As more states legalize weed, commercial production of it is increasing. These growing operations may not just be getting customers high—they may be getting the planet’s temperature higher, too.
A new study published in Nature Sustainability on Monday aims to quantify the climate impact of indoor cannabis cultivation across the country. The authors, who are researchers at Colorado State University, wanted to track how greenhouse gas-intensive these operations would be if they were set up anywhere in the country.
“Policymakers and consumers aren’t paying much attention to environmental impacts of the cannabis industry,” Jason Quinn, an associate professor of the mechanical engineering Department at Colorado State University and lead author of the study, wrote in an email. “There is little to no regulation on emissions for growing cannabis indoors. Consumers aren’t considering the environmental effect either. This industry is developing and expanding very quickly without consideration for the environment.”
Many cannabis growers prefer indoor cultivation to outdoor because it offers greater control over the plants’ habitats and more security. But these indoor operations come at a cost to the climate, since they require heating, ventilation, and air conditioning to maintain ideal temperature and humidity levels and high-intensity grow lights which stay on around the clock. They also often pump in a regular supply of carbon dioxide to speed up plant growth and increase profits.
To figure out just how carbon intensive growing weed is, the team of researchers developed a model to track the energy and materials used for the kind of indoor warehouse-style growing operation that 41% of American growers use. The model was designed to mimic an actual typical warehouse, complete with HVAC, grow lights, pesticides and fungicides, water applied through drip irrigation “at an average rate of 3.8 liters per plant per day,” and more.
Since temperatures and humidity across the U.S. vary widely, the authors’ model calculated the energy needed to maintain these indoor climate conditions by using a year’s worth of hourly weather data from over 1,000 locations countrywide. By using electrical grid emissions data from around the nation, the model then showed the greenhouse gas emissions that all that required energy would produce. In addition, the model accounted for the “upstream” emissions from producing and transporting water, fertilizers, fungicides, and bottles of carbon dioxide to grow houses, and also tracked the “downstream” greenhouse gas pollution from all the waste these operations send to landfills.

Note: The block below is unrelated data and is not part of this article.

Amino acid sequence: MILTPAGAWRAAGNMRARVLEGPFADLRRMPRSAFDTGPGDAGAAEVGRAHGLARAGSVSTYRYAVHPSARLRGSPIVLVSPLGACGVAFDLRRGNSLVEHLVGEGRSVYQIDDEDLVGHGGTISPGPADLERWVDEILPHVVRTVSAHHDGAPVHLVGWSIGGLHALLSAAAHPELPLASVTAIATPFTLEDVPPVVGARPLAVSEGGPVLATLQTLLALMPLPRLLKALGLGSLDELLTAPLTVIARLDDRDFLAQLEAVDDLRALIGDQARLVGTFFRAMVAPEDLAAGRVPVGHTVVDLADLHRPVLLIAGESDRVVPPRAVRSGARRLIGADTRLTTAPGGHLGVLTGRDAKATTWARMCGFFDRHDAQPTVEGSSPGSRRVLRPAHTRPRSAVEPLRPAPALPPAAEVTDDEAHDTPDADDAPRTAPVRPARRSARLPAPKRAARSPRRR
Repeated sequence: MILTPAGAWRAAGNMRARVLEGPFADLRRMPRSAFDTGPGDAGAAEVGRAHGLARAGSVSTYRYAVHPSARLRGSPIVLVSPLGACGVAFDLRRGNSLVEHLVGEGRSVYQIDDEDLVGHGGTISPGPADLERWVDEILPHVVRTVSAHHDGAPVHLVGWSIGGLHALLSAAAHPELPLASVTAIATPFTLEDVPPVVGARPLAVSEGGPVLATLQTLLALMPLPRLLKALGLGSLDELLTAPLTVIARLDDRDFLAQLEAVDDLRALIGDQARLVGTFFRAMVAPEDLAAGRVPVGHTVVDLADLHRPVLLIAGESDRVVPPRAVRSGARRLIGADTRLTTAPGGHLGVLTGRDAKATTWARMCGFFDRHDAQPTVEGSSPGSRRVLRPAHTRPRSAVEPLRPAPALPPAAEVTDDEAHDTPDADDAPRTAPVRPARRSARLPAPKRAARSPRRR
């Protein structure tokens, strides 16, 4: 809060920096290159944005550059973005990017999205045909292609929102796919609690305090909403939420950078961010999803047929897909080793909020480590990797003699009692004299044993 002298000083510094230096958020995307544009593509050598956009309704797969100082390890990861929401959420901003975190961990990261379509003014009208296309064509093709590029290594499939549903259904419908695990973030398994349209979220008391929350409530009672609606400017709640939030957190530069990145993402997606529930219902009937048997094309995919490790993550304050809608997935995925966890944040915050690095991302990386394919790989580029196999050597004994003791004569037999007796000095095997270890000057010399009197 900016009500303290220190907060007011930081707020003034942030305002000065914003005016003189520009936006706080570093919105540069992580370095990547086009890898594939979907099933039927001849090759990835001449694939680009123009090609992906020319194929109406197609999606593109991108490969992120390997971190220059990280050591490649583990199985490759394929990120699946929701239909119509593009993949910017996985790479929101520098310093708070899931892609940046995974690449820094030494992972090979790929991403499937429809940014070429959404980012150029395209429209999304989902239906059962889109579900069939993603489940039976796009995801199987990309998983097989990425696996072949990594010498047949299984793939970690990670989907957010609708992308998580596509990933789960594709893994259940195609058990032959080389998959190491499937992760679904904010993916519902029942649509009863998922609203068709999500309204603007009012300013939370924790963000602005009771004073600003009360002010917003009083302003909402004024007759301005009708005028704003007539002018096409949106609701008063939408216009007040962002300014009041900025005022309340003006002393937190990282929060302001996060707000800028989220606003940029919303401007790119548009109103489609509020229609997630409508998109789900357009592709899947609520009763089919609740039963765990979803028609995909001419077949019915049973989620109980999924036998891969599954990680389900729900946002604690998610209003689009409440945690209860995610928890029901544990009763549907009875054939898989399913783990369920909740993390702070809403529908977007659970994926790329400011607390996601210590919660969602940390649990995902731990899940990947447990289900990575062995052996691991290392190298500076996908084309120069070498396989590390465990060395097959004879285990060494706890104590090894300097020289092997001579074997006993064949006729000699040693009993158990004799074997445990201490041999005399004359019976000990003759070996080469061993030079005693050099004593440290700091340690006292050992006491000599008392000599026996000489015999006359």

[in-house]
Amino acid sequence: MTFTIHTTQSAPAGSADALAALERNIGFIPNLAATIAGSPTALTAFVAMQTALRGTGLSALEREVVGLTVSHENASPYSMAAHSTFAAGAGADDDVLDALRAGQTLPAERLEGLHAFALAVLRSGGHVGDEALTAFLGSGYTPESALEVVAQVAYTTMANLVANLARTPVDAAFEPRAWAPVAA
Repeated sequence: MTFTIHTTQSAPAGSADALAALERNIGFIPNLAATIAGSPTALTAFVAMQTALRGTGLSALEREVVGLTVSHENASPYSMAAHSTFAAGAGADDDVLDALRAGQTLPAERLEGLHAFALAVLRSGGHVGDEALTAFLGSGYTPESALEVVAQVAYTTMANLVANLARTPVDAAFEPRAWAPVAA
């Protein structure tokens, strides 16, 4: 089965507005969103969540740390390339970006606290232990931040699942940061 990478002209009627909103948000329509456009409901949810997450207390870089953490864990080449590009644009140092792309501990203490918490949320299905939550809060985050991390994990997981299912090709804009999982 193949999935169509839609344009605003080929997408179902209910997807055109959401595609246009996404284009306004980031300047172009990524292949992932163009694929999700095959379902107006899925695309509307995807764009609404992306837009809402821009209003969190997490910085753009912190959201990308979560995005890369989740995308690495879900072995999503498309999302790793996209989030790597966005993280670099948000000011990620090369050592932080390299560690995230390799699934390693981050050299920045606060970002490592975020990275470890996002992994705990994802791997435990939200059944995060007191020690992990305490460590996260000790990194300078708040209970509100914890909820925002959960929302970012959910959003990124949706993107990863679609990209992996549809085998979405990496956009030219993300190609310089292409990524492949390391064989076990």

All told, the authors found that the cumulative greenhouse gas emissions created by one of these indoor cultivation warehouses was between 5,033 pounds (2,283 kilograms) and 11,428 pounds (5,184 kilograms) of carbon-equivalent per every 2.2 pounds (1 kilogram) of dried flower. Put another way, the eighth of weed you buy (legally, of course) comes with up to a 41-pound (19-kilogram) carbon footprint.
The authors say it doesn’t have to ruin your buzz, though. We don’t need to give up growing weed. We just need to start shifting the industry toward more outdoor growing operations.
“If indoor cannabis cultivation were to be fully converted to outdoor production, these preliminary estimates show that the state of Colorado, for example, would see a reduction of more than 1.3% in the state’s annual [greenhouse gas] emissions,” the study says. That means Colorado alone would see a reduction of 2.3 million tons of carbon equivalent every year, which the study notes is roughly on par with emission from the state’s entire coal mining sector.
The study’s results suggest that 80% of the greenhouse gas emissions created by cannabis growing are caused by “caused by practices directly linked to indoor cultivation methods, specifically indoor environmental control, high-intensity grow lights and the supply of carbon dioxide for increased plant growth.” Yes, growing outdoors still requires materials and equipment to be shipped and still results in waste being sent to landfills—problems we should continue to work on. But it’s way less energy intensive, the authors found.
Of course, outdoor growing may not be possible in every part of the country. So within states, the authors also identified locations where indoor growing is comparatively less energy intensive. In Colorado, for instance, “the practice of growing cannabis in Leadville leads to 19% more GHG emissions than in Pueblo,” because the former tends to be colder. In climates where outdoor growing could work, policymakers should take steps to usher in the transition. That includes changing regulations and zoning codes to allow for more of these outdoor operations.
But all of this is just a first step, the authors say. There needs to be much more research into how to make this burgeoning industry more sustainable.